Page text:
Fortunately for me, the condo is now officially under contract. Unfortunately for you, this means you can no longer take advantage of the deal I was going to offer you.
Since the bidding war never materialized, I was prepared to prompt one among TNS readers by offering you all an internet-only special consisting of:
- $99 off the listing price;
- The remaining ten issues of a free subscription to The Atlantic I got a couple of months ago;
- Two bottles of mystery red wine that have been in the back of the pantry since 2006; AND
- The invasive lemon balm plant in the backyard, so that you can get your lifelong dream of owning your own homemade botanical skincare line off the ground.
But no matter: you lose and some guy named Oscar wins, so look out for his botanticals line in a Whole Foods near you soon. Oh, and I win too, since I get to move into a sweet-ass loft that’s only two blocks from the subway. So basically, everyone BUT you wins in this scenario. Don’t worry, though; your ship will come in. Probably.
Speaking of Whole Foods, I was at the Columbus Circle store a few weeks ago buying Jerusalem artichokes for the last Smackdown I managed to eke out before I went under.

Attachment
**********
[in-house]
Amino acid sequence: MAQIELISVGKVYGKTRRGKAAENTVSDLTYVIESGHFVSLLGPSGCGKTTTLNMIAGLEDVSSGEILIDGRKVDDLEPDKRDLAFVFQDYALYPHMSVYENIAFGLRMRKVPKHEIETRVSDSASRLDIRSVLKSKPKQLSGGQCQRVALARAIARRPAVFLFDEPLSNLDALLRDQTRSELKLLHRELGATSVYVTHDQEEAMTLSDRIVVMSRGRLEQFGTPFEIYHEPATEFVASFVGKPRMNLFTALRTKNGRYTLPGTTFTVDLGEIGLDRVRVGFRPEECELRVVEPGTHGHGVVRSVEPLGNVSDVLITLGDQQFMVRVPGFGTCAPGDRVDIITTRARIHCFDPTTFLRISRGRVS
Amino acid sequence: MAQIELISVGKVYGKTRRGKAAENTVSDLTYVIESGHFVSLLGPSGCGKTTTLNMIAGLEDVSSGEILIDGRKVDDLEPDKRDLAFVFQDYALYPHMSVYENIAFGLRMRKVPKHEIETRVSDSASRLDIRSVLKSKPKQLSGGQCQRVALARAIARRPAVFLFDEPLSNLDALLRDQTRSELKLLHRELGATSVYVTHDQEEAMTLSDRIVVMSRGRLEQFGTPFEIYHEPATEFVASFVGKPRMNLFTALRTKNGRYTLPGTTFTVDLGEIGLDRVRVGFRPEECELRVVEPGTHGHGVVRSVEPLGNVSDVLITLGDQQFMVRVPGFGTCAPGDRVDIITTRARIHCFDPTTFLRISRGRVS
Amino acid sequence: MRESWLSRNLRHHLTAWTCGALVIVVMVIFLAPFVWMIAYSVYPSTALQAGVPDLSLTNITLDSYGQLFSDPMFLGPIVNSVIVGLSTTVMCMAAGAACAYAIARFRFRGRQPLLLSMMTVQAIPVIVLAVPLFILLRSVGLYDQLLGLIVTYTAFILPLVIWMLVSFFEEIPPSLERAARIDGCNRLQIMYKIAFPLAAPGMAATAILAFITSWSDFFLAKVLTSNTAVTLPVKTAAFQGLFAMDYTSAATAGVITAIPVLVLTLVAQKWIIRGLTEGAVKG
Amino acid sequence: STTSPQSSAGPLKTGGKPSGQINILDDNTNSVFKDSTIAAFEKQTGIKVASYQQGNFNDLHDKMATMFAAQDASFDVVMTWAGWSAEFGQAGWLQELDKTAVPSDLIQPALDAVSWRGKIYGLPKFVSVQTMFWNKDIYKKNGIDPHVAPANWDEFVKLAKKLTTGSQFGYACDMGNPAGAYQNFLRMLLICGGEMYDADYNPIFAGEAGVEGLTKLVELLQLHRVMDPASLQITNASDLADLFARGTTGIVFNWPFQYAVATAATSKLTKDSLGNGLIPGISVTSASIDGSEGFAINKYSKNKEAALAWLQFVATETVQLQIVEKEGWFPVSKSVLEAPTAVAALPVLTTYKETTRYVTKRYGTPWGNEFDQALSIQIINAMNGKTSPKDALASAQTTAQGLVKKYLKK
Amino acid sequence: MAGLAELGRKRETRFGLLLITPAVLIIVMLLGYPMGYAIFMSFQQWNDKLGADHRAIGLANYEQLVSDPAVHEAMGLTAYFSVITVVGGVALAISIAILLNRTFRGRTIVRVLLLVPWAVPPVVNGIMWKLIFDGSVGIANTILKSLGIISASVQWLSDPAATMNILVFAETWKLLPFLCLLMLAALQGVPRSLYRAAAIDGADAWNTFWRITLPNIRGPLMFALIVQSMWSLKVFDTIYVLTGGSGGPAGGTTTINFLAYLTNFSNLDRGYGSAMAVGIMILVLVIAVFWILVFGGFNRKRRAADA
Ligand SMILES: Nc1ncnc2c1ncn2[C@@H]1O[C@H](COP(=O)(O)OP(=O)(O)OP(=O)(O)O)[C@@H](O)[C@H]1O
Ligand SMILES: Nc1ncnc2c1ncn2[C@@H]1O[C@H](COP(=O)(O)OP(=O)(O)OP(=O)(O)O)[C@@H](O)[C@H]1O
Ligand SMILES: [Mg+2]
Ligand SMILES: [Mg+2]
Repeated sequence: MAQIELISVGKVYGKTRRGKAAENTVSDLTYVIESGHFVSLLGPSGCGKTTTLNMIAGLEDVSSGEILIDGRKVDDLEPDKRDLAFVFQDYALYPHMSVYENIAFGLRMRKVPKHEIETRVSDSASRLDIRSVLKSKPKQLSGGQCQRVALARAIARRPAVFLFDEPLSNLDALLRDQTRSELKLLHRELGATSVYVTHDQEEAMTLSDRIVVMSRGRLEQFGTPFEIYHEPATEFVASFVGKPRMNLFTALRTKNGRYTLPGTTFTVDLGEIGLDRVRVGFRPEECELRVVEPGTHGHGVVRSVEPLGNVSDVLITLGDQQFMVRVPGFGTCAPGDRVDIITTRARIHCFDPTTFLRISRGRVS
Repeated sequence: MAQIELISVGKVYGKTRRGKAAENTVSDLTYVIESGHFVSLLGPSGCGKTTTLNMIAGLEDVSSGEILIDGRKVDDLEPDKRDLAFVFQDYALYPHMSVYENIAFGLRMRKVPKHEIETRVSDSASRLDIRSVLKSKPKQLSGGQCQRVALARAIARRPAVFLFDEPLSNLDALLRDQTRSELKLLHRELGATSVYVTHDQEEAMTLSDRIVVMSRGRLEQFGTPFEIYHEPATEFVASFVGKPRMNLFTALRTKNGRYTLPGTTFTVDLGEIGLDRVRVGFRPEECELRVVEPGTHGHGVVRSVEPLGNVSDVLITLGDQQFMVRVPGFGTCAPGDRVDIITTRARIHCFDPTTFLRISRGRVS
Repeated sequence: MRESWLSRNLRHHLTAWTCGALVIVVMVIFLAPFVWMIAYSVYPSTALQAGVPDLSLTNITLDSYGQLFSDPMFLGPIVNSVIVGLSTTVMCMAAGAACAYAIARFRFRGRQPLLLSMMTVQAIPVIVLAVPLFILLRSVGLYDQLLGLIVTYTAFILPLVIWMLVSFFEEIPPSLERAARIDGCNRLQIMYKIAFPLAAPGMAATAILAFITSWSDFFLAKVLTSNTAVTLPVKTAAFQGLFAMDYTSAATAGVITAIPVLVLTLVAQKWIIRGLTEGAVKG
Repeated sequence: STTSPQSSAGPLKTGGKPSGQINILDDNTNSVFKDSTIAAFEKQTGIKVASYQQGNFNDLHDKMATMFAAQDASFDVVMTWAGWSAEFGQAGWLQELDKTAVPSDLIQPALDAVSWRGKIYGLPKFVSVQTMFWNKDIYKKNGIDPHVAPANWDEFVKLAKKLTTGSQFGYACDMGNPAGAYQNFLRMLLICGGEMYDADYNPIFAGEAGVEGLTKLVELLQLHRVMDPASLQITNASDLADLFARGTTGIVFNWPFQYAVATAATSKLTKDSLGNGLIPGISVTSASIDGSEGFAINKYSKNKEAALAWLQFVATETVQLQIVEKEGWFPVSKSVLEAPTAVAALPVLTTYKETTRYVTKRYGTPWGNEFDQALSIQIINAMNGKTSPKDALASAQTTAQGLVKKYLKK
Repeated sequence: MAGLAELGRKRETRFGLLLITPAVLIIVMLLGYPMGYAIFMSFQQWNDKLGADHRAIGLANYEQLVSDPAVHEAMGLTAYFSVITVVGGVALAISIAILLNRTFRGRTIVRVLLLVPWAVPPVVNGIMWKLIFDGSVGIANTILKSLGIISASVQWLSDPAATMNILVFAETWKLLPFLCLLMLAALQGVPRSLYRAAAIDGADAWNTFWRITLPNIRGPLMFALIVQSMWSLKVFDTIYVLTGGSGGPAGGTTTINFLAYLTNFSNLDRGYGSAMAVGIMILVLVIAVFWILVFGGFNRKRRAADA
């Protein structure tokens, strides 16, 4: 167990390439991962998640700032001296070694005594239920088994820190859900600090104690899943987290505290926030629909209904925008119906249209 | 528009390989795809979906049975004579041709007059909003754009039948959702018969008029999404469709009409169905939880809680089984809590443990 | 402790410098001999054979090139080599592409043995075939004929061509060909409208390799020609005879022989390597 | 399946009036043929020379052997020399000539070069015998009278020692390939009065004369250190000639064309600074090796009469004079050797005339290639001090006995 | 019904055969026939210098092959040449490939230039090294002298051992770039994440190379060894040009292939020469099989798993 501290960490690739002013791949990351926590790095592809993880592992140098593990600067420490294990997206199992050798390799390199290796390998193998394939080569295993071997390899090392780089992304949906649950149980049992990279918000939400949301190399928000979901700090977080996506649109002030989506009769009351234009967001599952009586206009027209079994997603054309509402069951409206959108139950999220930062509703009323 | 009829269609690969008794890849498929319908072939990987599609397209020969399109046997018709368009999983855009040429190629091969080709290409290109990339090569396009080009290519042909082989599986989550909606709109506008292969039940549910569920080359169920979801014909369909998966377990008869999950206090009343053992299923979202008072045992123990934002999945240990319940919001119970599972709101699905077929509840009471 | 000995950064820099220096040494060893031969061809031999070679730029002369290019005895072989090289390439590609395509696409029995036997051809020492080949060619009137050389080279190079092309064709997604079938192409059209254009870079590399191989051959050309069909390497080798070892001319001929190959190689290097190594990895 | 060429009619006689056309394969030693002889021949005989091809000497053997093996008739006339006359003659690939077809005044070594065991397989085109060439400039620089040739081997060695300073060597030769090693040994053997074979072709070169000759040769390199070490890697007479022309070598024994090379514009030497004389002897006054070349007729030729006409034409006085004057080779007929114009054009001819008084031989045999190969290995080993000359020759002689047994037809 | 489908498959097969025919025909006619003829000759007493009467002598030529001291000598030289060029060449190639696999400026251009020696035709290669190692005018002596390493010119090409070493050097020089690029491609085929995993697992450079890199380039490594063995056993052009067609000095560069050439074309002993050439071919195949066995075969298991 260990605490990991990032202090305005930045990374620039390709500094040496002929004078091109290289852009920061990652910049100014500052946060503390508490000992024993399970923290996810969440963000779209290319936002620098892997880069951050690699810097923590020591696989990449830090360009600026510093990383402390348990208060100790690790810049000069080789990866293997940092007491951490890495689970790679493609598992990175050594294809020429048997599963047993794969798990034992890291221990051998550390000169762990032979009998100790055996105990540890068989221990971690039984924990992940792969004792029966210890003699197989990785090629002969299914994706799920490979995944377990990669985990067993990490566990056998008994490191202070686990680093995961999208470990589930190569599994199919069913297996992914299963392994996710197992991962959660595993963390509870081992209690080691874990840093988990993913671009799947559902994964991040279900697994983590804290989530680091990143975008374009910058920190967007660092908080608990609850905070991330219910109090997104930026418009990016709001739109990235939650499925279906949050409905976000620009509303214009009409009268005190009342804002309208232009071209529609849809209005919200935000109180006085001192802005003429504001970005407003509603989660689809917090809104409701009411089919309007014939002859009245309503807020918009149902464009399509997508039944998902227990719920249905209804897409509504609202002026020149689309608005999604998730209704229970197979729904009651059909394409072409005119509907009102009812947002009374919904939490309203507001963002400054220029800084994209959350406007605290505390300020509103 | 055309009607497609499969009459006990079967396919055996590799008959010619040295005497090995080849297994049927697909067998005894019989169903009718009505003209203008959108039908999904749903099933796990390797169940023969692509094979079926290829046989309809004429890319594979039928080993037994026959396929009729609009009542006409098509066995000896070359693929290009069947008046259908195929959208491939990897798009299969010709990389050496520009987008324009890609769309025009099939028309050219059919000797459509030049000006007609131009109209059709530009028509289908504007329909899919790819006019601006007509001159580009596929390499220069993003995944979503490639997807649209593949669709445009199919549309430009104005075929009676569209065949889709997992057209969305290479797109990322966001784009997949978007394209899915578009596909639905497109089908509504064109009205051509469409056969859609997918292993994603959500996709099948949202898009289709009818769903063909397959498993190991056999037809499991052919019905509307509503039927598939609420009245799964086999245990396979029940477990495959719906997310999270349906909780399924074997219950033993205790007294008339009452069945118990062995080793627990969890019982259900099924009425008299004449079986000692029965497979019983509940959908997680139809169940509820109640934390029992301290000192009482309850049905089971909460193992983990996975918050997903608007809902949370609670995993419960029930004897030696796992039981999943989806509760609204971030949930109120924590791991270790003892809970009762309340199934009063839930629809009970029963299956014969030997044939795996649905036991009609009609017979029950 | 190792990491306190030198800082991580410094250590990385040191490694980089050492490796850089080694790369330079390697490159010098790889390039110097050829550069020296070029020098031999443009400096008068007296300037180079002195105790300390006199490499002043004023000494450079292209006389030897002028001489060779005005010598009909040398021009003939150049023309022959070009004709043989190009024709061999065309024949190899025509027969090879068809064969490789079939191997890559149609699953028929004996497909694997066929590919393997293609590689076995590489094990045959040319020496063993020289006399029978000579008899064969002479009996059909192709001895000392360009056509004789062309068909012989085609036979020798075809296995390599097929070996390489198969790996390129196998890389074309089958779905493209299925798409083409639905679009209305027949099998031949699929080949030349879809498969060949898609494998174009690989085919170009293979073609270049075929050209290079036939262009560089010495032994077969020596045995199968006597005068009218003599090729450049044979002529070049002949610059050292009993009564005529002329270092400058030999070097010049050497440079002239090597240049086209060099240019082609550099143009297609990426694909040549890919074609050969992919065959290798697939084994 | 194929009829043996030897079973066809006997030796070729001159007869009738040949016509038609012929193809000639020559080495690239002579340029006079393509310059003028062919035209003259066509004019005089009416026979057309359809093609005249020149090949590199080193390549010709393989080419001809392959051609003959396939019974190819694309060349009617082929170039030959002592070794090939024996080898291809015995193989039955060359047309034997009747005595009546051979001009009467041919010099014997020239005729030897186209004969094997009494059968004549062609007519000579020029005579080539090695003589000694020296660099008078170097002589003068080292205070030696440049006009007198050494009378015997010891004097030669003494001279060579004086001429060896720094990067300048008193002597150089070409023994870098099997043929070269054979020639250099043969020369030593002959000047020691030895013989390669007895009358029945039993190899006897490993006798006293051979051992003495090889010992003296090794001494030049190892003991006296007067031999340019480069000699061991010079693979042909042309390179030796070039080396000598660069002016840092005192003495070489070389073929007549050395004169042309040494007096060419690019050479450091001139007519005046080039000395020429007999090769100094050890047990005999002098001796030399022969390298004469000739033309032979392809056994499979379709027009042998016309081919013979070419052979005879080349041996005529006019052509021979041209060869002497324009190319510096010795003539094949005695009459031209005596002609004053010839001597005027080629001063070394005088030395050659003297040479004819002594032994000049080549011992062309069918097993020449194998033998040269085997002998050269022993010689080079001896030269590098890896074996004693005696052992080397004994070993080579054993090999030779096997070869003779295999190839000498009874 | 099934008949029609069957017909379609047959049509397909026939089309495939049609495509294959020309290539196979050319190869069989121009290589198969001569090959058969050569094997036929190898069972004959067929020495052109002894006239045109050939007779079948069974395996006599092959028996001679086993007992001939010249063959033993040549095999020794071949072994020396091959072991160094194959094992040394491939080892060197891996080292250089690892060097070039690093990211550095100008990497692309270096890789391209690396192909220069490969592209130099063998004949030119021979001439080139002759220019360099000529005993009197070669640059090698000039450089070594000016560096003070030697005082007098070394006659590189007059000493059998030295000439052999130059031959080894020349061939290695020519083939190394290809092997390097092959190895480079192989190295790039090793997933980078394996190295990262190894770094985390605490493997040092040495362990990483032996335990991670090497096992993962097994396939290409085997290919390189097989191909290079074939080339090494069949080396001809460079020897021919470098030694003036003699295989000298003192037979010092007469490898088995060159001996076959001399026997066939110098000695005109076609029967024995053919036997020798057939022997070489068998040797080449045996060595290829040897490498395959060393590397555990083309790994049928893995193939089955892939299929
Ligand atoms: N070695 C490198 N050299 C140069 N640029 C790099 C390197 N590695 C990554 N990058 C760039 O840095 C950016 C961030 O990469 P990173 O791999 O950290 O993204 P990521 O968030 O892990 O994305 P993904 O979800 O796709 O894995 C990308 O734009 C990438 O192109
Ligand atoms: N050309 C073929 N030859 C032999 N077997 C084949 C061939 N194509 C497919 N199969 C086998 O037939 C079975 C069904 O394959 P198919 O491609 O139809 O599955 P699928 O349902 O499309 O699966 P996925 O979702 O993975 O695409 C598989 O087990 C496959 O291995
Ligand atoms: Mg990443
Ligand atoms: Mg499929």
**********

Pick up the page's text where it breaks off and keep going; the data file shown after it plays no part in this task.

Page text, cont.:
Although this particular store has an impressive produce department, a fresh sushi counter and a beer tasting room, I suggest avoiding it at all costs, as it is packed to the gills with shoppers even more insufferable than the usual Whole Foods denizens. That is to say: Upper West Side Ladies of a Certain Age. The UWSLOACA do not care if they are blocking your only egress from the produce department while they pause mid-aisle with their carts – which contain a only a single plum tomato, a block of organic cream cheese and a jar of artisanal pickles – to collect their thoughts. Said thoughts are apparently wide-ranging and scattered, and take no fewer than three minutes to properly collect.